Posts Tagged ‘editors’

Q&A with editor Angela James

Thursday, June 17th, 2010

For those who don’t recognize the name, Angela James is the Executive Editor at Carina Press, Harlequin’s new digital romance imprint. She is taking questions on the eharlequin forum.

Click HERE to follow the thread.

Click HERE for Carina Press’ submission guidelines.

Click HERE for Carina Press FAQ’s.

25 Ways to Not Get Published: Post 3

Thursday, June 3rd, 2010

Happy Thursday!  Are you ready for the third way to not get published today?

To remind you, the first was: Demand no less than a six-figure advance in your query letter. Your book is brilliant and if Big Publishing House isn’t willing to pay, then there’s no need to submit a single page.

The second way was: Ask friends/critique partners or fellow authors for feedback on your project, and then dismiss their concerns. Everyone is wrong! Head-hopping is okay. Plenty of authors do it. And who cares if you start every paragraph with the same word (“Then…”)? That’s the way you want it. Your baby is perfect and if they can’t see that, then they’re blind.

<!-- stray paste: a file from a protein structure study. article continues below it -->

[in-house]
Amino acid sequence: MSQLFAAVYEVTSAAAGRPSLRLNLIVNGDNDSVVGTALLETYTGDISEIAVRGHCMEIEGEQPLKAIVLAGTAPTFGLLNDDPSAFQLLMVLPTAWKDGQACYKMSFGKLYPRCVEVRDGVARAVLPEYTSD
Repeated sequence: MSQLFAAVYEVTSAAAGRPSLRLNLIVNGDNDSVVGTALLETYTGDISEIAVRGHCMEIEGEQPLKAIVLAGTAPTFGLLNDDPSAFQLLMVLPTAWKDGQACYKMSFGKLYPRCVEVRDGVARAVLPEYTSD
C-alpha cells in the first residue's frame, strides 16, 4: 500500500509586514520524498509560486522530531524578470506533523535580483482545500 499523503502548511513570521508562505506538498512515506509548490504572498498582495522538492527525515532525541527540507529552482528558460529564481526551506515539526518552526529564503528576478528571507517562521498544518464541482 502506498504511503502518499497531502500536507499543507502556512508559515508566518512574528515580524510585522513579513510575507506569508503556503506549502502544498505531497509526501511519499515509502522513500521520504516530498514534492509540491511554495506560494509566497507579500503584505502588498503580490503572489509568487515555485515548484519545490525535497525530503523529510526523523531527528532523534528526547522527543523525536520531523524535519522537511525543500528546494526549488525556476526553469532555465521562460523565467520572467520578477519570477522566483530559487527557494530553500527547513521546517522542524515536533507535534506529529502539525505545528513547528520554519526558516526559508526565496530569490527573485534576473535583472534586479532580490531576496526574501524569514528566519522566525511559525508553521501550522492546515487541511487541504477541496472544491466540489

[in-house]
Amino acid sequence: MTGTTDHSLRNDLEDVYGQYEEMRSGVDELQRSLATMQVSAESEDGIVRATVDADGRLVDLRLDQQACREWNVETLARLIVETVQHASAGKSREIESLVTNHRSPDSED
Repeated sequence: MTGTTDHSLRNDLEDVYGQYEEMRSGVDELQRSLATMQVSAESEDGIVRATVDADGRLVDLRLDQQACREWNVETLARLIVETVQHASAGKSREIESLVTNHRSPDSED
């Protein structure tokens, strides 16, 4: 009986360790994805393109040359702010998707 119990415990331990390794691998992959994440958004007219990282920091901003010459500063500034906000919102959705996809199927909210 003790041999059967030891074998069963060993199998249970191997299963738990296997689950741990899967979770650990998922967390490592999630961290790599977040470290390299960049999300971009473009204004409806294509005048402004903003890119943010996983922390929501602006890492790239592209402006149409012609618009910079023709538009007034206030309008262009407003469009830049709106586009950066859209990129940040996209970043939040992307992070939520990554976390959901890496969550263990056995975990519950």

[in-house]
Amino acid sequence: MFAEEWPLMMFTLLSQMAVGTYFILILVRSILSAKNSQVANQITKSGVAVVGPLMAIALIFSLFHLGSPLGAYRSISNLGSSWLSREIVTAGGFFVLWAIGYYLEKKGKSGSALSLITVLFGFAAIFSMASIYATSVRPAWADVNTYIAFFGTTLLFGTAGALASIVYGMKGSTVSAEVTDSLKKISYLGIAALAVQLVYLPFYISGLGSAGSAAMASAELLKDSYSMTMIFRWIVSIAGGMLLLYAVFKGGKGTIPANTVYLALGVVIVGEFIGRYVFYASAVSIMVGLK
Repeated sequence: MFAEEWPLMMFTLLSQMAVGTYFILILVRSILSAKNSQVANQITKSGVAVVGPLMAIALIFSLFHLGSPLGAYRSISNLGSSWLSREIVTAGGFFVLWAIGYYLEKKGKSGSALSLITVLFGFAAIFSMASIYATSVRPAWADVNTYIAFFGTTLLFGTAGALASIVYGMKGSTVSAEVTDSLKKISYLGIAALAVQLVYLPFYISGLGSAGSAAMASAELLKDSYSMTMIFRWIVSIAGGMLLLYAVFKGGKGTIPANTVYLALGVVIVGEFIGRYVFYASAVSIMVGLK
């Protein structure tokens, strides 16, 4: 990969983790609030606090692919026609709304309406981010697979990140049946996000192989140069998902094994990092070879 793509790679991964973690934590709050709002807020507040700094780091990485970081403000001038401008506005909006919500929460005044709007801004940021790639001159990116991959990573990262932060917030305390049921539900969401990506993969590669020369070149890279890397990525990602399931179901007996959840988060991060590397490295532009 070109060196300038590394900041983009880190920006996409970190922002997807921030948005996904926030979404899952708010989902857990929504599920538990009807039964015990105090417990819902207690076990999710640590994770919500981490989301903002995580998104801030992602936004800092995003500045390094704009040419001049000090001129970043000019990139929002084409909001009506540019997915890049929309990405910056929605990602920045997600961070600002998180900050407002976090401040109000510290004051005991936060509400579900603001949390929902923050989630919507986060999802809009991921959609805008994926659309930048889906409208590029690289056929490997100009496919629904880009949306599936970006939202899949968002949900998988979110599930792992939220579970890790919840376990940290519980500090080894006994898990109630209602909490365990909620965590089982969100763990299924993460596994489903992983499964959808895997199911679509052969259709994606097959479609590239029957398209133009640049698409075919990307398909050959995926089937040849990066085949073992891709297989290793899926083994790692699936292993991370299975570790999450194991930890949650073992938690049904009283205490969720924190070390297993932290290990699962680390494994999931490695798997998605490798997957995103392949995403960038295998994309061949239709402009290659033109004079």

Now, the third:

Let the editor know how desperate you are to sell to her by including phrases like the following in your query: “I’ll do anything”, “If you don’t buy it, I’ll commit suicide” or the ever popular, “My kids need shoes/medicine/an operation”.

There are no such things as Pity-Contracts. Making an editor feel sorry for you or guilty isn’t going to make her buy your book. It’s just going to peeve her. Editors contract books they are convinced will make their employer–the publishing house–money. Period. They may like a book–even, love a book–and still choose not to contract it. An editor may like you and still choose not to contract your book. It’s nothing personal, and to make it personal is a big mistake.

Repeat after me: writing is an art; publishing is a business.

Q&A with Megan Records, Editor

Saturday, May 15th, 2010

Once a month, over on the Brava Author’s blog, editor Megan Records is being kind enough to take questions from readers. And she’s willing to answer just about any question you have. This month, the questions (posted in comments) included what types of books her authors write, what her thoughts are on “dead” genres and trends, whether she’s open to unagented submissions, what sorts of books are her top sellers, and the list goes on. This is a great chance to learn more about a young editor who is building her list. Take a look!

Ask Me Anything